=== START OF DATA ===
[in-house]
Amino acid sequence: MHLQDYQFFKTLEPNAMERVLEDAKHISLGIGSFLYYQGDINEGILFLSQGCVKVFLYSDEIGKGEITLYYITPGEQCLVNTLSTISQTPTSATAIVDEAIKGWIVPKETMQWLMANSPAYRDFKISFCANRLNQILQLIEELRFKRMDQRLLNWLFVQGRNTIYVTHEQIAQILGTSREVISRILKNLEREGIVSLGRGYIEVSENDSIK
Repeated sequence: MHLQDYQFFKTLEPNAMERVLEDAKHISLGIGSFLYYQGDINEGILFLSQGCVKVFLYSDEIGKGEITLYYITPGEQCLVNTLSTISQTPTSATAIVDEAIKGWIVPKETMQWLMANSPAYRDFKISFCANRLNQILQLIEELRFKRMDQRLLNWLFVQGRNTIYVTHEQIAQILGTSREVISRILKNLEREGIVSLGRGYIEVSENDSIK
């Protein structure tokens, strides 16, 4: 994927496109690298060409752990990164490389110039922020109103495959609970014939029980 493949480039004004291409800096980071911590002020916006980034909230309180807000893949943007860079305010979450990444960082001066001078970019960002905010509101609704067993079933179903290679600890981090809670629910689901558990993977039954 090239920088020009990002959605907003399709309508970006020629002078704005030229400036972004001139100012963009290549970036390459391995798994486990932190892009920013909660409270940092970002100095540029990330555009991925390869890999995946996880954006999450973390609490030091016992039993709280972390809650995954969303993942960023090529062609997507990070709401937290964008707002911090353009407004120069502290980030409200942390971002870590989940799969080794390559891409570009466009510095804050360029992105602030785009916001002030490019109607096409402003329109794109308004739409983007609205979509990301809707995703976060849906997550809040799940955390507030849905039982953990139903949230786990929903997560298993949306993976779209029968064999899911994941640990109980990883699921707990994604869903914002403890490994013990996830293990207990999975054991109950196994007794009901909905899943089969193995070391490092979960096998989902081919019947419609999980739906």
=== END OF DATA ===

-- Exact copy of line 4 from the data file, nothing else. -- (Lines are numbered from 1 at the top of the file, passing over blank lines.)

């Protein structure tokens, strides 16, 4: 994927496109690298060409752990990164490389110039922020109103495959609970014939029980 493949480039004004291409800096980071911590002020916006980034909230309180807000893949943007860079305010979450990444960082001066001078970019960002905010509101609704067993079933179903290679600890981090809670629910689901558990993977039954 090239920088020009990002959605907003399709309508970006020629002078704005030229400036972004001139100012963009290549970036390459391995798994486990932190892009920013909660409270940092970002100095540029990330555009991925390869890999995946996880954006999450973390609490030091016992039993709280972390809650995954969303993942960023090529062609997507990070709401937290964008707002911090353009407004120069502290980030409200942390971002870590989940799969080794390559891409570009466009510095804050360029992105602030785009916001002030490019109607096409402003329109794109308004739409983007609205979509990301809707995703976060849906997550809040799940955390507030849905039982953990139903949230786990929903997560298993949306993976779209029968064999899911994941640990109980990883699921707990994604869903914002403890490994013990996830293990207990999975054991109950196994007794009901909905899943089969193995070391490092979960096998989902081919019947419609999980739906």